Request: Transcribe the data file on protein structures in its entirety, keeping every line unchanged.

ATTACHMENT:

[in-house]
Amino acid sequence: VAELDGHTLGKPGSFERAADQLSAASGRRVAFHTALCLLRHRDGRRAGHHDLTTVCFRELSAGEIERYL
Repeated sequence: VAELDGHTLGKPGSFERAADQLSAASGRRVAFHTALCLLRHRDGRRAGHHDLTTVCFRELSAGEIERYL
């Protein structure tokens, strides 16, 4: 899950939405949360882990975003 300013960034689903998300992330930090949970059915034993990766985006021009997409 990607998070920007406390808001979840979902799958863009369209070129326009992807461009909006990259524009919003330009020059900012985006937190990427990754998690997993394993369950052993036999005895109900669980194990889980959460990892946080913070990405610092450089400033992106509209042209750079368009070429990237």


[in-house]
Amino acid sequence: VAELDGHTLGKPGSFERAADQLSAASGRRVAFHTALCLLRHRDGRRAGHHDLTTVCFRELSAGEIERYL
Repeated sequence: VAELDGHTLGKPGSFERAADQLSAASGRRVAFHTALCLLRHRDGRRAGHHDLTTVCFRELSAGEIERYL
């Protein structure tokens, strides 16, 4: 899950939405949360882990975003 300013960034689903998300992330930090949970059915034993990766985006021009997409 990607998070920007406390808001979840979902799958863009369209070129326009992807461009909006990259524009919003330009020059900012985006937190990427990754998690997993394993369950052993036999005895109900669980194990889980959460990892946080913070990405610092450089400033992106509209042209750079368009070429990237």